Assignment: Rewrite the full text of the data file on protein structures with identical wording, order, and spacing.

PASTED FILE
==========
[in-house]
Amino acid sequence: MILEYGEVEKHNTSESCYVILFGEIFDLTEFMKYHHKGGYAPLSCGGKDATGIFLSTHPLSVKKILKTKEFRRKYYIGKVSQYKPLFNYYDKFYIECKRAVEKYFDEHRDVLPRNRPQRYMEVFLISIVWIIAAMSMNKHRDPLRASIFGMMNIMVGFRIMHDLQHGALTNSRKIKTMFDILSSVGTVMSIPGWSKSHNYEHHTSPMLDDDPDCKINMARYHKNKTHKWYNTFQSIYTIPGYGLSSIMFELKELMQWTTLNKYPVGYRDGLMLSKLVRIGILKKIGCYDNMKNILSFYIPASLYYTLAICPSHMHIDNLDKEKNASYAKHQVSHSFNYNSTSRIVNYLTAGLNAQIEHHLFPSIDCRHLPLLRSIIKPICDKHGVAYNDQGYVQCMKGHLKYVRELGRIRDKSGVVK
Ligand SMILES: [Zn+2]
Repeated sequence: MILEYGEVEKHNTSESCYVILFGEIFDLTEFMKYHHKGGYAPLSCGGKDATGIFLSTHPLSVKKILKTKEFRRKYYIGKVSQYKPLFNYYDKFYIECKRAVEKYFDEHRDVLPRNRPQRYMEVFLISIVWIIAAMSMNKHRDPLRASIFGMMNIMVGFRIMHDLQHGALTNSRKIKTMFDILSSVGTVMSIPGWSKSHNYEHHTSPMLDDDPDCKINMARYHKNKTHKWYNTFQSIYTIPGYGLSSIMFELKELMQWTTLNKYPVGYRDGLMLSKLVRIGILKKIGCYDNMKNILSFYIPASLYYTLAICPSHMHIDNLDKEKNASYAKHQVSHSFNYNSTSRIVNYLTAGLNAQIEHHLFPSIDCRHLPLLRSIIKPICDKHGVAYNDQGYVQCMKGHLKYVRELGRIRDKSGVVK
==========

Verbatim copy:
[in-house]
Amino acid sequence: MILEYGEVEKHNTSESCYVILFGEIFDLTEFMKYHHKGGYAPLSCGGKDATGIFLSTHPLSVKKILKTKEFRRKYYIGKVSQYKPLFNYYDKFYIECKRAVEKYFDEHRDVLPRNRPQRYMEVFLISIVWIIAAMSMNKHRDPLRASIFGMMNIMVGFRIMHDLQHGALTNSRKIKTMFDILSSVGTVMSIPGWSKSHNYEHHTSPMLDDDPDCKINMARYHKNKTHKWYNTFQSIYTIPGYGLSSIMFELKELMQWTTLNKYPVGYRDGLMLSKLVRIGILKKIGCYDNMKNILSFYIPASLYYTLAICPSHMHIDNLDKEKNASYAKHQVSHSFNYNSTSRIVNYLTAGLNAQIEHHLFPSIDCRHLPLLRSIIKPICDKHGVAYNDQGYVQCMKGHLKYVRELGRIRDKSGVVK
Ligand SMILES: [Zn+2]
Repeated sequence: MILEYGEVEKHNTSESCYVILFGEIFDLTEFMKYHHKGGYAPLSCGGKDATGIFLSTHPLSVKKILKTKEFRRKYYIGKVSQYKPLFNYYDKFYIECKRAVEKYFDEHRDVLPRNRPQRYMEVFLISIVWIIAAMSMNKHRDPLRASIFGMMNIMVGFRIMHDLQHGALTNSRKIKTMFDILSSVGTVMSIPGWSKSHNYEHHTSPMLDDDPDCKINMARYHKNKTHKWYNTFQSIYTIPGYGLSSIMFELKELMQWTTLNKYPVGYRDGLMLSKLVRIGILKKIGCYDNMKNILSFYIPASLYYTLAICPSHMHIDNLDKEKNASYAKHQVSHSFNYNSTSRIVNYLTAGLNAQIEHHLFPSIDCRHLPLLRSIIKPICDKHGVAYNDQGYVQCMKGHLKYVRELGRIRDKSGVVK